Louisiana Democrats received bad news going forward about their statewide prospects from the 2020 elections, both in state and nationally.
In a year that supposedly some “blue wave” would swamp the country, little evidence of that showed up nationally and in Louisiana. At the national level, while Democrats likely narrowly won the presidency, they likely barely kept control of the House of Representative and likely gained hardly any Senate seats, too few to take control of the chamber.
Specific to Louisiana, Republican Pres. Donald Trump received about the same proportion of the vote as he did in 2016, 58 percent. Republican members of the House cruised to reelection, with only the Second District’s Democrat Rep. Cedric Richmond chalking up one for his party in a district drawn heavily in the party’s favor. Incumbent GOP Sen. Bill Cassidy easily dispatched a baker’s dozen of opponents, with Democrat endorsee Shreveport Mayor Adrian Perkins drawing a humiliating 19 percent of the vote and candidates running under the party label obtaining just 35 percent total.
More interestingly, however, were contests down the ballot for state legislative and gubernatorial contests. The stalemate at the national level turned into a GOP advantage in these. The party picked up a governorship and flipped control of New Hampshire’s statehouse, with these the only changes in control of a branch of government. (Most state legislative seats are up for grabs on presidential election years; most state governorships are contested with midterm Congressional elections.) But in aggregate, from prior to the election Republicans picked up 179 legislative seats while the Democrats lost 124 (the difference being vacancies plus other or no party legislator changes).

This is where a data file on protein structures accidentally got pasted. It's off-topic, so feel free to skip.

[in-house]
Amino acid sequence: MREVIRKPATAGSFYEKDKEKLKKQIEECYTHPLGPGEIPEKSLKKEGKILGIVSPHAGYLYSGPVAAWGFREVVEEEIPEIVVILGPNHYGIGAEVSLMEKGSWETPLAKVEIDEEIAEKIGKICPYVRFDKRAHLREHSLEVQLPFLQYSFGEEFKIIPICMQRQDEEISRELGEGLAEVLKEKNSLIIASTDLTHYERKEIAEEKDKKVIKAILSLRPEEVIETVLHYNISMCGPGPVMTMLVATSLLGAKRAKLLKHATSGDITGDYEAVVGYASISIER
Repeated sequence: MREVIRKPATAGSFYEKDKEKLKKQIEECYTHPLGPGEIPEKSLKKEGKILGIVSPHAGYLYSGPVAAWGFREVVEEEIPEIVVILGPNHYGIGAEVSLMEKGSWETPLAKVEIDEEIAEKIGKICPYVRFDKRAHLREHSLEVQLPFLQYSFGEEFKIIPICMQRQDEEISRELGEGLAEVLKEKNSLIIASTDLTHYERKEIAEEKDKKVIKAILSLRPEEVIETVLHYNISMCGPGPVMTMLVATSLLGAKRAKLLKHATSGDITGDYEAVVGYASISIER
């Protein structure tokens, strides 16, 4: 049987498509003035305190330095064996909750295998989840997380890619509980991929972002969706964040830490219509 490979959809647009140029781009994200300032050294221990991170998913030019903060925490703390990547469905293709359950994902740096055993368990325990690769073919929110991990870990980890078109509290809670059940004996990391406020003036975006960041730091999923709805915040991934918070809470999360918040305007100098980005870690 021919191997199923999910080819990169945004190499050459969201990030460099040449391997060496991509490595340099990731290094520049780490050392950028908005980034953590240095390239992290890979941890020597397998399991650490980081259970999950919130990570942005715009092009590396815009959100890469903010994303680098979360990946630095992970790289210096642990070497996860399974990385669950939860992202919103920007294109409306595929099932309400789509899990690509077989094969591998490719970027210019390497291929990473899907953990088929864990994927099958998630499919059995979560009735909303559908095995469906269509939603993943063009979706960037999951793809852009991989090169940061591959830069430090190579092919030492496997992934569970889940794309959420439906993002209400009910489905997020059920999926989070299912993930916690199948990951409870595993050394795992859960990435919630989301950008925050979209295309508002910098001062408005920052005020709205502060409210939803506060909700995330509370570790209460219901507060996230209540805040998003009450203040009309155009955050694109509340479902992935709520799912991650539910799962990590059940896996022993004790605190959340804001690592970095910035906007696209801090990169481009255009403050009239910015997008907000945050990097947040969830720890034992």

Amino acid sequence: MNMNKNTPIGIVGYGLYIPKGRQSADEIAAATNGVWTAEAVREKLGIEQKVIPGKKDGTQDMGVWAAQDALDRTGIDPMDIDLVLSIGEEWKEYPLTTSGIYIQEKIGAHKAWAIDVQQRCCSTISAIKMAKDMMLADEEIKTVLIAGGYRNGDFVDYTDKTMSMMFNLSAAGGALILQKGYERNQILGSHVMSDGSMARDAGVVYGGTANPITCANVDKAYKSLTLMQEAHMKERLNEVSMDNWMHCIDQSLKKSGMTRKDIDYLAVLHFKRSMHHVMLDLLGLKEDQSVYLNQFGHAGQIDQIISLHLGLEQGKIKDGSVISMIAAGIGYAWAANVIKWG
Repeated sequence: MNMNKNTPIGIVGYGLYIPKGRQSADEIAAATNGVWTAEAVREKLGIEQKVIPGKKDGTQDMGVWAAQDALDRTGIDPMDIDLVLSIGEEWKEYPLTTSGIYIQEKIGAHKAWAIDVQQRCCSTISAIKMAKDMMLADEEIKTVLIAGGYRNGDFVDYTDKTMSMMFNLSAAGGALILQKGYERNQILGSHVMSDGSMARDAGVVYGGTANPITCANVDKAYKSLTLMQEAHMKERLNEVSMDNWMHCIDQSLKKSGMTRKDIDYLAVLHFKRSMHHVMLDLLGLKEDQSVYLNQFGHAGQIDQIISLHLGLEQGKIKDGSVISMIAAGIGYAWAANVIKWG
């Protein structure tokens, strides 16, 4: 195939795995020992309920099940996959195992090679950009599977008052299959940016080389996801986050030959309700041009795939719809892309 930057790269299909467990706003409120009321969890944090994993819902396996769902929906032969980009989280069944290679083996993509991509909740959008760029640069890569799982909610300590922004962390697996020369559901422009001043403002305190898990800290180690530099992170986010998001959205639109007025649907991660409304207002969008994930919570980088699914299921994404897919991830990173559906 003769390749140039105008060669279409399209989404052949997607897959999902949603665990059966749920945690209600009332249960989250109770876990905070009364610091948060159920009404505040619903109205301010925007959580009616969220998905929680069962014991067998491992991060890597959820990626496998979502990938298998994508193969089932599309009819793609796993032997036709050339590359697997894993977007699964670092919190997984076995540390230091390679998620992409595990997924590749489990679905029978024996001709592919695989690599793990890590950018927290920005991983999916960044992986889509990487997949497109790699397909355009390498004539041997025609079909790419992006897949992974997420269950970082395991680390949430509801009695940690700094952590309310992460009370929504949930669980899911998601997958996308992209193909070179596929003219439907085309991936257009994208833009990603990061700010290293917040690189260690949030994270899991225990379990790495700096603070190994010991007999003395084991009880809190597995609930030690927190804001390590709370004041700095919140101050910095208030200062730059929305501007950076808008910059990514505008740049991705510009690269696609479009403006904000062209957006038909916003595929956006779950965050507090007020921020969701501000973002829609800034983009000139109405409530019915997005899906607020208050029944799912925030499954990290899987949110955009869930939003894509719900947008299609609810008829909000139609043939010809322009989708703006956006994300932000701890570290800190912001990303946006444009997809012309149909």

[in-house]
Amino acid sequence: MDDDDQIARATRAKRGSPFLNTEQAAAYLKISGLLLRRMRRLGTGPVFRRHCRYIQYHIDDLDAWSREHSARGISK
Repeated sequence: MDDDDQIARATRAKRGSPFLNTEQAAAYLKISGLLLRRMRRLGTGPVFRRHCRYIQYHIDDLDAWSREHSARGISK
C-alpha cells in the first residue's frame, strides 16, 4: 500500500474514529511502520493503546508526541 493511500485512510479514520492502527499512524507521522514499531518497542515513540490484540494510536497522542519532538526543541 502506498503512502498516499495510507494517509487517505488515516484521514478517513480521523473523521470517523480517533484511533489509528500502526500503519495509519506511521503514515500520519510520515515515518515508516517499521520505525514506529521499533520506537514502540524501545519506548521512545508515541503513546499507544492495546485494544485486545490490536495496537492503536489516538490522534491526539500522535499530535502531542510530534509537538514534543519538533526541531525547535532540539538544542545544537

Perhaps most similar to Louisiana’s current political situation was Pennsylvania. Although its presidential vote essentially turned into a draw, like Louisiana it has a Democrat as governor who has opposed bitterly a majority Republican Legislature, especially on policy about the Wuhan coronavirus pandemic. Like Louisiana’s Democrat Gov. John Bel Edwards, Pennsylvania Gov. Tom Wolf has taken a heavy-handed approach more in line with a desire to command and control rather than in following science.
Despite Trump running almost 10 points fewer in Pennsylvania than in Louisiana, there Republicans picked up 3 seats (of 203) in their House and a Senate seat (of 25; half run every two years). They also flipped a couple of statewide elected offices (who run separately from the governor.) Observers saw that successful candidates ran against Wolf’s lockdown policies and agenda and radical ideas largely articulated in Philadelphia such as defunding the police – similar to rhetoric emerging from New Orleans.
These results further confirm that Edwards probably will become political history after 2023, especially as he has given every indication he wants to continue overkill on emergency restrictions long past their effective dates. Whatever slim chance he had to extend his elective career in the state, such as by challenging successfully Republican Sen. John Kennedy in 2022, has evaporated by his mishandling of virus policy.
That also doesn’t bode well for legislative Democrats. None of them in the House signed a petition currently in litigation that would overturn Edwards’ restrictions, putting a few of them at risk in 2023 and shoring up Republicans so that this chamber might produce a supermajority for the GOP. In the Senate, no real pickup possibilities loom to threaten the extant Republican supermajority there.
Legislative Democrats just have to hope that a couple of years away from the lockdown will dull memories of their association with it. Except that having a Democratic administration in Washington entertaining, if not actively pursuing, a kooky policy agenda will provide a lot of reminders to Louisiana’s center-right electorate pushing them away from any Democrat.
If Democrats couldn’t get the job done electorally in statehouses in such a favorable environment in 2020, they have little chance of doing so in Louisiana in 2023. The makes the likeliest 2024 and beyond scenario in Louisiana an era of total GOP control with legislative supermajorities.